In July of 2010 the Metropolitan Transportation Commission designated funds that allow the Bridge District to complete the design and engineering drawings for the proposed net. Phase 2 of the project was finally funded.

This legislation did not move in the US House, however thanks to Senator Barbara Boxer, we have been much more successful in the US Senate. She authored legislation that passed the Senate in the spring of 2012 which includes language that will allow needed funding. That legislation passed the House as well and was signed into law by President Obama in July of 2012.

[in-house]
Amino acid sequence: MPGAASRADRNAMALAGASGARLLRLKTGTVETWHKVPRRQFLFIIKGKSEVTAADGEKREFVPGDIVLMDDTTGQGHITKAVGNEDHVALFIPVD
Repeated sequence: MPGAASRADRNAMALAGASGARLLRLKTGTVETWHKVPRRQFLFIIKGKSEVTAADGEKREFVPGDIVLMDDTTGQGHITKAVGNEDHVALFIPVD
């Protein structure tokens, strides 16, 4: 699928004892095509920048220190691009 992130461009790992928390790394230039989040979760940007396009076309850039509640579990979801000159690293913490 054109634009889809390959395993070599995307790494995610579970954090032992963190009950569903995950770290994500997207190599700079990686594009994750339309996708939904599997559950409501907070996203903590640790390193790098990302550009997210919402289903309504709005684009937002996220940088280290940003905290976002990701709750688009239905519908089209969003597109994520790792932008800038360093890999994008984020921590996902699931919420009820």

Many families who have been through the loss of a loved one at the bridge are actively working now to secure funding to stop suicides on the Golden Gate Bridge. If you would like to help out—or just send along your encouragement — go to : "Email Us" below and send us a note.

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Next Steps

With the determination that the net will have no significant impact on the environment, and funding to complete the design work — only one major hurdle remains before we will see the suicides at the bridge stopped — the $50 million needed to build the project.

Providing the information and background needed to secure these funds is the work of the Bridge Rail Foundation. To request information on how you can help - Please contact us via email - info@bridgerail.org - or through our online form.